Photo of The xx's Romy Madley, by Dan DeSlover
The third day of Lollapalooza was a busy one, with Chance the Rapper's looming headlining performance seemingly hovering over Grant Park.
But the hours leading up to the big moment were full of some of the weekend's best moments, with performances from the likes of The Shelters, Michael Christmas, Blossoms and Jacob Banks shining in the early time slots.
Fresh off the release of his amazing debut album, Portland rapper Aminé successfully owned the Pepsi stage with an early afternoon set, while Warpaint soared over at the Grant Park stage, delivering one flawless cut after another.
On the BMI stage, 888 and Colony House offered some of the best performances that stage has seen this weekend, with the latter delivering a truly electric set worthy of much larger venues to come. Both acts have steadily risen to become alternative favorites and their performances were proof this won't be their last visit to Grant Park.
Meanwhile, it was two Variance favorites—Glass Animals and Russ—who offered up the best late-afternoon sets. Sure, Glass Animals seems to always put on a spectacular show, but their Lolla performance never seemed to dip below 11 in quality and intensity. Frontman Dave Bayly is an absolutely mesmerizing performer.
Over at the Pepsi stage, Russ performed for a crowd overflowing into the street and apparently stocked with hardcore fans, as onlookers even climbed the trees hoping for a glimpse of the fast-rising emcee, who recently released his excellent debut album.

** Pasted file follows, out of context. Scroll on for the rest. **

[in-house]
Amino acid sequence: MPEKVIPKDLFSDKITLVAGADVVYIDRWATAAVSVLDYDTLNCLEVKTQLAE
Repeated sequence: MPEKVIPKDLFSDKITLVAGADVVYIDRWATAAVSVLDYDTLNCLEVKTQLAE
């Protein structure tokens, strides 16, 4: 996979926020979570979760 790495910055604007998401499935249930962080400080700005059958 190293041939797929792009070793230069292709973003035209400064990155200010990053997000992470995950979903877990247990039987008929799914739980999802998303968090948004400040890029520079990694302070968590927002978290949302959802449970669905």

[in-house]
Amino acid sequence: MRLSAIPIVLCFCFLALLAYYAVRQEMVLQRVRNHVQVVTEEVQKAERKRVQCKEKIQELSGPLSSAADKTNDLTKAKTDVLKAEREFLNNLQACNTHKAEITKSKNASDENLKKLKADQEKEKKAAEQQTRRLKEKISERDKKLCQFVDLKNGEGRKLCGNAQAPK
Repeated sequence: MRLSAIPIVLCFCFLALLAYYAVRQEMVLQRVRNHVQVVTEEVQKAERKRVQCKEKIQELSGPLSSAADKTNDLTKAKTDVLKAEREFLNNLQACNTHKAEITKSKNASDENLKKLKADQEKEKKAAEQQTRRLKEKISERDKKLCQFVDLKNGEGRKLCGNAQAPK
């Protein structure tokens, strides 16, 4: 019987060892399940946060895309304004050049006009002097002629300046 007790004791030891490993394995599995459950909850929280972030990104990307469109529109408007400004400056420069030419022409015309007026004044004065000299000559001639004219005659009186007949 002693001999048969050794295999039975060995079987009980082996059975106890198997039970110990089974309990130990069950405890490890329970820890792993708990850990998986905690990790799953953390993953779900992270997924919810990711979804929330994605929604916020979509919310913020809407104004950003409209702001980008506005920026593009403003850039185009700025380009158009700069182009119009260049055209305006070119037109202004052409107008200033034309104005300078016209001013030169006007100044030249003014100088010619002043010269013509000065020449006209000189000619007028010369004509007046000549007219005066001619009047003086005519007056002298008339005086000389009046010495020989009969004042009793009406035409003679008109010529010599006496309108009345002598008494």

Serving as the de facto opening act for Chance on the Grant Park stage, Alt-J attracted a rather large audience and they sounded consistently sufficient, but as the show went on, it felt tired, as if the trio was only half there.
21 Savage also had a rather enormous crowd at Perry's and he offered a riveting show—during the time he was on stage. Unfortunately, he disappeared somewhat abruptly with 15 minutes left in his time slot.
As the sun went down, however, the sets improved, with BANKS making her Lolla return with a more crisp, polished sound and a more confident stage presence. Throughout her hourlong set, she strutted across the stage and interacted playfully with her mic stand, as she cooed and offered slick live renditions of her many fan favorites.
Opposite Chance the Rapper at the Bud Light stage, The xx proved to be worthy headliners, with a glistening set treating fans to a number of cuts from their three-album catalog.
But it was Chance who most certainly owned the night, making a grand entrance and greeting his hometown, explaining to the crowd he didn't want his set live streamed because it seemed more appropriate that it be "just me—and Chicago." The crowd roared.
Speaking of the audience, it was enormous, stretching across Grant Park past Lake Shore stage and overflowing into the streets. It was certainly tens of thousands and perhaps the largest Lolla crowd ever, with some estimates suggesting there may have been nearly 100,000 trying to get a glimpse of the beloved emcee. (Lolla officials tell Variance there isn't an official tally, but we'd safely guess it was more than Donald Trump's inauguration.)
Crowd size aside, Chance raced through hit after hit, with a sea of fans singing along. And while he did stumble a few times, asking the band to restart and pausing to briefly recharge, there's simply no denying the breadth of this moment, with the city of Chicago looking on as its prince became a king.
See select photos from Day 2 of Lolla below and follow our 2017 coverage here. Photos by Dan DeSlover, unless otherwise noted.